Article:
The US Address—One Range locator style allows you to create a locator for street segments with address ranges. This locator style is similar to the US Address—Dual Ranges style; however, this style requires only one range for each road segment. This locator style typically uses feature classes with line or polyline geometry. Each feature in the reference data represents a street segment with a range of addresses that fall along that street segment. This address locator style also supports street intersections.

To use a feature class as reference data for a US Address—One Range locator, it must have fields that contain from address, to address, side of segment, and street name information; a feature ID field; and a SHAPE field. In addition, you can specify fields that contain the street's prefix direction, prefix type, street type, suffix direction, or zone.

The US Address—One Range locator style has the same address table requirements as the US Address—Dual Ranges locator style.

US Address—Single House

The US Address—Single House locator style allows you to create locators for United States addresses. This locator style uses feature classes with polygon or point geometry as reference data. Each feature in the reference data corresponds to a single address. For example, you can use a feature class containing parcel polygons, building footprints, or parcel centroids (the center points of parcel polygons) as reference data for a US Address—Single House locator. Each address you want to search must be present on the reference data. Exact locations cannot be extrapolated or interpolated from any type of range of addresses on a street. As shown below, the US Address—Single House locator style requires that each feature in the reference data correspond to a single address value, such as a parcel or building.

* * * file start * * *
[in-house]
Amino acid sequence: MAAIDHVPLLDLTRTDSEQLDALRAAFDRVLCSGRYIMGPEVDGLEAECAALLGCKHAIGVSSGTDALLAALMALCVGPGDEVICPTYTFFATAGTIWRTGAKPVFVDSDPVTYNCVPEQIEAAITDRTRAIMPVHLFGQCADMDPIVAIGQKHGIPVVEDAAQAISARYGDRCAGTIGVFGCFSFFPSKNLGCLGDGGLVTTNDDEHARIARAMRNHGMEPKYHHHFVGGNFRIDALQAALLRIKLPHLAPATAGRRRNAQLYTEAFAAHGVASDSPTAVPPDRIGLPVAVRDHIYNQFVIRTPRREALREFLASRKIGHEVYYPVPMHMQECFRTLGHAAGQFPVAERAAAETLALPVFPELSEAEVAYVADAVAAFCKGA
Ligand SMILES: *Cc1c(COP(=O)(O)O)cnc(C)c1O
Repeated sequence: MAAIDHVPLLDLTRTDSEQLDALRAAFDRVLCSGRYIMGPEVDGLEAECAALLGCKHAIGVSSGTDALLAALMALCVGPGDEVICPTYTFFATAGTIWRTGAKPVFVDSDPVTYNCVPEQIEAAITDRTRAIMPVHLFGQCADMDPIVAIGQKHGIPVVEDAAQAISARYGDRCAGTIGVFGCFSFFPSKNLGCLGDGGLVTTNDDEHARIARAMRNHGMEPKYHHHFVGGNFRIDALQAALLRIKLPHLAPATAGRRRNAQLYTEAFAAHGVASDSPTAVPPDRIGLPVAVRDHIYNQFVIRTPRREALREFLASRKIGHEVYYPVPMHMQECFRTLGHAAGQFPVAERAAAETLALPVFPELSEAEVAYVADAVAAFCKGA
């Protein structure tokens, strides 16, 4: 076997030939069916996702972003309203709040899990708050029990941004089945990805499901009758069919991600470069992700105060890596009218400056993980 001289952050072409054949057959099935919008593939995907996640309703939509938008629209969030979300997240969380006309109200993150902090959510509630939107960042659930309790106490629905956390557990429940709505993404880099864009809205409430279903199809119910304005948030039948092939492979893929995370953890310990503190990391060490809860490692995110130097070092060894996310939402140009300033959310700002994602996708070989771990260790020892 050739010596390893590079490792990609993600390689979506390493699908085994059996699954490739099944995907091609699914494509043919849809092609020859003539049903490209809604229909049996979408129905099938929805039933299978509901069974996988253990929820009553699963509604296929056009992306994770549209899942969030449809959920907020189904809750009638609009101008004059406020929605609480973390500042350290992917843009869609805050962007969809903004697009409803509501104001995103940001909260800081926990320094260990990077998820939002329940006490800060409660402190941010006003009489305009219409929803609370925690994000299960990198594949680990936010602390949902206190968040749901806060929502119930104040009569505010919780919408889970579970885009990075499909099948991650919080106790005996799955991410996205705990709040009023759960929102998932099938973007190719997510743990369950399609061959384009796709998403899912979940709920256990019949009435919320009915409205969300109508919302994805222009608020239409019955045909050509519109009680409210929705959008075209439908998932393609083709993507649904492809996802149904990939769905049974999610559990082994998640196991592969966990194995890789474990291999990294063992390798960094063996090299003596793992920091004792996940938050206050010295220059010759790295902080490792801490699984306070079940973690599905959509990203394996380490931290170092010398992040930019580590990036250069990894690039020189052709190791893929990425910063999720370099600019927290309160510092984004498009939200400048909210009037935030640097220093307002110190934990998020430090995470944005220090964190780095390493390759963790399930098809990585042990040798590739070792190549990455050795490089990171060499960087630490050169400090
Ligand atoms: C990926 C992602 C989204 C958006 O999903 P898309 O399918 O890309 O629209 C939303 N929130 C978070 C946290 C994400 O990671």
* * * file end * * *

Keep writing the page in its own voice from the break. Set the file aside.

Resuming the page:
Each parcel or building has a unique address

To use a feature class as reference data for a US Address—Single House locator, it must have individual fields that contain a street number and street name information, a feature ID field, and a SHAPE field. In addition, you can specify fields that contain the street's prefix direction, prefix type, street type, suffix direction, or zone.

The US Address—Single House locator style has the same address table requirements as the US street locator style.

Note:

The US Address—Single House locator style does not support addresses that contain subaddresses such as apartment units. If your reference data contains subaddress features and attributes, you can use the US Address—Single House Subaddress locator style to create a locator for geocoding subaddresses.

US Address—Single House Subaddress

The US Address—Single House Subaddress locator style allows you to create address locators for United States addresses that contain subaddress information such as identifiers for apartment units, townhouses, duplexes, or stores in a shopping plaza. Subaddresses can be found in a wide variety of residential and commercial buildings, as well as special structures and establishments such as airports, trailer parks, piers and docks, and school campuses.